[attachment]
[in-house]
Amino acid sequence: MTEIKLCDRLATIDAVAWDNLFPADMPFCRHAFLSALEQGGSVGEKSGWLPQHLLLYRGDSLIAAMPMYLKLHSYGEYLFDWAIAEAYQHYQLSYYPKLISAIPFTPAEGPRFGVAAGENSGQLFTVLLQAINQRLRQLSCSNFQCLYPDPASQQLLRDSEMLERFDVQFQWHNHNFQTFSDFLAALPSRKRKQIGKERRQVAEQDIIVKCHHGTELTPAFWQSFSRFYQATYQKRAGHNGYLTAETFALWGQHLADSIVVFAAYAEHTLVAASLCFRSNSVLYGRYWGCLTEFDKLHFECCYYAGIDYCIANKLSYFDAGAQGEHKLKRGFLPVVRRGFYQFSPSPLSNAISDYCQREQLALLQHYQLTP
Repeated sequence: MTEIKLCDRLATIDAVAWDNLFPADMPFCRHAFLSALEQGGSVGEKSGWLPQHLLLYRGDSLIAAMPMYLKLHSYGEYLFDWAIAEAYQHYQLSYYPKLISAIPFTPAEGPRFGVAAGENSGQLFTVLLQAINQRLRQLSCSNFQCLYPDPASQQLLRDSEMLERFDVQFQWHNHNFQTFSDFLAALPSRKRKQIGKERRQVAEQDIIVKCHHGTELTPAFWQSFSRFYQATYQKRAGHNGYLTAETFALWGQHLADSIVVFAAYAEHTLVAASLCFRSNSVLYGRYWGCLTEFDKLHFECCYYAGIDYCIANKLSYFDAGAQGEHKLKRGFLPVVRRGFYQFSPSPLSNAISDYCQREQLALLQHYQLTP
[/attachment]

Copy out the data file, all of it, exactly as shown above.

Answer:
[in-house]
Amino acid sequence: MTEIKLCDRLATIDAVAWDNLFPADMPFCRHAFLSALEQGGSVGEKSGWLPQHLLLYRGDSLIAAMPMYLKLHSYGEYLFDWAIAEAYQHYQLSYYPKLISAIPFTPAEGPRFGVAAGENSGQLFTVLLQAINQRLRQLSCSNFQCLYPDPASQQLLRDSEMLERFDVQFQWHNHNFQTFSDFLAALPSRKRKQIGKERRQVAEQDIIVKCHHGTELTPAFWQSFSRFYQATYQKRAGHNGYLTAETFALWGQHLADSIVVFAAYAEHTLVAASLCFRSNSVLYGRYWGCLTEFDKLHFECCYYAGIDYCIANKLSYFDAGAQGEHKLKRGFLPVVRRGFYQFSPSPLSNAISDYCQREQLALLQHYQLTP
Repeated sequence: MTEIKLCDRLATIDAVAWDNLFPADMPFCRHAFLSALEQGGSVGEKSGWLPQHLLLYRGDSLIAAMPMYLKLHSYGEYLFDWAIAEAYQHYQLSYYPKLISAIPFTPAEGPRFGVAAGENSGQLFTVLLQAINQRLRQLSCSNFQCLYPDPASQQLLRDSEMLERFDVQFQWHNHNFQTFSDFLAALPSRKRKQIGKERRQVAEQDIIVKCHHGTELTPAFWQSFSRFYQATYQKRAGHNGYLTAETFALWGQHLADSIVVFAAYAEHTLVAASLCFRSNSVLYGRYWGCLTEFDKLHFECCYYAGIDYCIANKLSYFDAGAQGEHKLKRGFLPVVRRGFYQFSPSPLSNAISDYCQREQLALLQHYQLTP